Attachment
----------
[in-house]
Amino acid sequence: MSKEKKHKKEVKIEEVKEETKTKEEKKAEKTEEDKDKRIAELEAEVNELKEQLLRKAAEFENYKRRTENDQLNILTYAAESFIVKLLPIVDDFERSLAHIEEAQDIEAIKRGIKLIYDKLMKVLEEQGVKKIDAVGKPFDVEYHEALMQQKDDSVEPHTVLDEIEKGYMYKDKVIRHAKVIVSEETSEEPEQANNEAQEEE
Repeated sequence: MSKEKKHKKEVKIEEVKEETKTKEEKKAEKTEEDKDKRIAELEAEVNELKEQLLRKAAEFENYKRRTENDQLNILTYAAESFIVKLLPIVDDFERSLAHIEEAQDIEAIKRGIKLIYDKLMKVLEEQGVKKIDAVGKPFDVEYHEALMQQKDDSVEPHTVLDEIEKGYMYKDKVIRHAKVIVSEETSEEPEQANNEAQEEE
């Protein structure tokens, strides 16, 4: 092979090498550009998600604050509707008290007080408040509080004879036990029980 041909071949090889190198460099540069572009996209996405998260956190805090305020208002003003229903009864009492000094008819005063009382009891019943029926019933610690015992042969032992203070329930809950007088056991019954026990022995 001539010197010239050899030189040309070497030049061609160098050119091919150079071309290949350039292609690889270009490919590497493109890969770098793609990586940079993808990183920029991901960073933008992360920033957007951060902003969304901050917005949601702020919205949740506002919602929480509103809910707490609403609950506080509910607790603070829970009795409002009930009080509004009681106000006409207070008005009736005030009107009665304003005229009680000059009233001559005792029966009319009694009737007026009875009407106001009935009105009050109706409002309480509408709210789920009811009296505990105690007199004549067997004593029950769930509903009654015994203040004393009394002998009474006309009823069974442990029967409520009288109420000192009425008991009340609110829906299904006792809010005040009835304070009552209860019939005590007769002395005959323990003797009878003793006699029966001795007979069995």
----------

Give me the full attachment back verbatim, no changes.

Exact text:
[in-house]
Amino acid sequence: MSKEKKHKKEVKIEEVKEETKTKEEKKAEKTEEDKDKRIAELEAEVNELKEQLLRKAAEFENYKRRTENDQLNILTYAAESFIVKLLPIVDDFERSLAHIEEAQDIEAIKRGIKLIYDKLMKVLEEQGVKKIDAVGKPFDVEYHEALMQQKDDSVEPHTVLDEIEKGYMYKDKVIRHAKVIVSEETSEEPEQANNEAQEEE
Repeated sequence: MSKEKKHKKEVKIEEVKEETKTKEEKKAEKTEEDKDKRIAELEAEVNELKEQLLRKAAEFENYKRRTENDQLNILTYAAESFIVKLLPIVDDFERSLAHIEEAQDIEAIKRGIKLIYDKLMKVLEEQGVKKIDAVGKPFDVEYHEALMQQKDDSVEPHTVLDEIEKGYMYKDKVIRHAKVIVSEETSEEPEQANNEAQEEE
């Protein structure tokens, strides 16, 4: 092979090498550009998600604050509707008290007080408040509080004879036990029980 041909071949090889190198460099540069572009996209996405998260956190805090305020208002003003229903009864009492000094008819005063009382009891019943029926019933610690015992042969032992203070329930809950007088056991019954026990022995 001539010197010239050899030189040309070497030049061609160098050119091919150079071309290949350039292609690889270009490919590497493109890969770098793609990586940079993808990183920029991901960073933008992360920033957007951060902003969304901050917005949601702020919205949740506002919602929480509103809910707490609403609950506080509910607790603070829970009795409002009930009080509004009681106000006409207070008005009736005030009107009665304003005229009680000059009233001559005792029966009319009694009737007026009875009407106001009935009105009050109706409002309480509408709210789920009811009296505990105690007199004549067997004593029950769930509903009654015994203040004393009394002998009474006309009823069974442990029967409520009288109420000192009425008991009340609110829906299904006792809010005040009835304070009552209860019939005590007769002395005959323990003797009878003793006699029966001795007979069995």